Even in today’s economy, a nose-to-tail diet doesn’t have to break the bank. In fact, it can, and should, be more affordable than the Standard American Diet that provides a steady feed of rubbish that will cost you in medical bills later.
Enter the chuck roast. Now we know some of you are already turning your nose up, remembering not so fondly the pot roast your mom made with the potatoes, onions, and carrots. It was dry, tough, stringy, hard to chew, and got caught in your teeth. Let’s create new memories of a mouth-wateringly delicious, tender chuck roast.
Pat your chuck roast dry and liberally coat with sea salt, black pepper, and garlic powder. Let it sit at room temperature for 90 minutes.
While your chuck roast is hanging out on your counter, chop your onion however you like and place it in your sauce pan along with 2 tablespoons of butter and simmer on low. The longer it simmers, the more flavorful and caramelized it will become, so just let it sit there throughout the chuck roast cooking process. Stir occasionally.
Preheat the oven to 190 degrees fahrenheit.
When your roast has been sitting out for 90 minutes, heat a couple tablespoons of butter in your cast iron skillet. Get it HOT. Place your roast on the skillet for 90 seconds. Add a couple more tablespoons of butter and a 2 ounces of bone broth to the skillet. Flip chuck roast and place the whole skillet in the oven.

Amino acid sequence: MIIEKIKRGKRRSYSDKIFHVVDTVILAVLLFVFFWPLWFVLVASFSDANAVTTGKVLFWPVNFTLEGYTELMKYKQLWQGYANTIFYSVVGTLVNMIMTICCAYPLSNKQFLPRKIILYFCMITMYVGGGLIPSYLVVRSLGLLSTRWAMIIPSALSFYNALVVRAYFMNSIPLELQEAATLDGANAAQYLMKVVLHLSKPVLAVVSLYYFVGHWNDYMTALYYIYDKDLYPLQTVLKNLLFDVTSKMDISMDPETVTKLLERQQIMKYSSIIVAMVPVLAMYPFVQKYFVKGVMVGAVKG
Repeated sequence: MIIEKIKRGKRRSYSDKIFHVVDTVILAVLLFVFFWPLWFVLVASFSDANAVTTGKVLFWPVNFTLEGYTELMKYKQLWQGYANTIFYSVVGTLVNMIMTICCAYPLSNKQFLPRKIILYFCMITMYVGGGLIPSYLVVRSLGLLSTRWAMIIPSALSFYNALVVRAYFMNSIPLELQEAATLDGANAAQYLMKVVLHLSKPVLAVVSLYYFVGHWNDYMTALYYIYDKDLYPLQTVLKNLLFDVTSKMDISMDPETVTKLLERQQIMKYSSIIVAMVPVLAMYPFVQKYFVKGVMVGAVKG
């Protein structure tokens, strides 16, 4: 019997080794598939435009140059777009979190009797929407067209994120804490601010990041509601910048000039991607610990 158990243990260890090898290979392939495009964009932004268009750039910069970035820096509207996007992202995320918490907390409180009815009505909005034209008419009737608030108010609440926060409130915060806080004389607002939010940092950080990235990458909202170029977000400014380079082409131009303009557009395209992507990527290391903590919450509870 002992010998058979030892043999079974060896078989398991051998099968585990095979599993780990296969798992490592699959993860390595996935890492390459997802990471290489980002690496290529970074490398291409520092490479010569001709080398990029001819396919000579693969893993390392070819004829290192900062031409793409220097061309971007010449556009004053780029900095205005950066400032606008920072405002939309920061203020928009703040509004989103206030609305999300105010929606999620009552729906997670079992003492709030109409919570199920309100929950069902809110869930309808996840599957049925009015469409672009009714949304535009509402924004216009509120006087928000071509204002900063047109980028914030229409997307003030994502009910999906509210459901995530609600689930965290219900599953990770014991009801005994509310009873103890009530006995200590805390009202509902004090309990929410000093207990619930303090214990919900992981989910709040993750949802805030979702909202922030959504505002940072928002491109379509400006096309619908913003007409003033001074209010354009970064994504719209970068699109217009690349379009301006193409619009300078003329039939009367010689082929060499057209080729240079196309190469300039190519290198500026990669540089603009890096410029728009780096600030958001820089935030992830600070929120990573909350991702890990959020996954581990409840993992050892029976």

Wait. This is going to take awhile. Do some air squats. Knock out some pushups. Listen to an educational podcast. Read a book. Just do something primal.
Depending on the size and thickness of your roast, cooking at such a low temperature can take 1-2 hours. For a tender piece of meat, remove the roast from the oven when the internal temperature reaches 130 degrees fahrenheit. Remove the skillet from the oven and let it rest for 30 minutes at least.
Once the roast has rested properly, slice it with your big ass knife and top it with your caramelized onions and a bit of the buttery, brothy remnants from the skillet.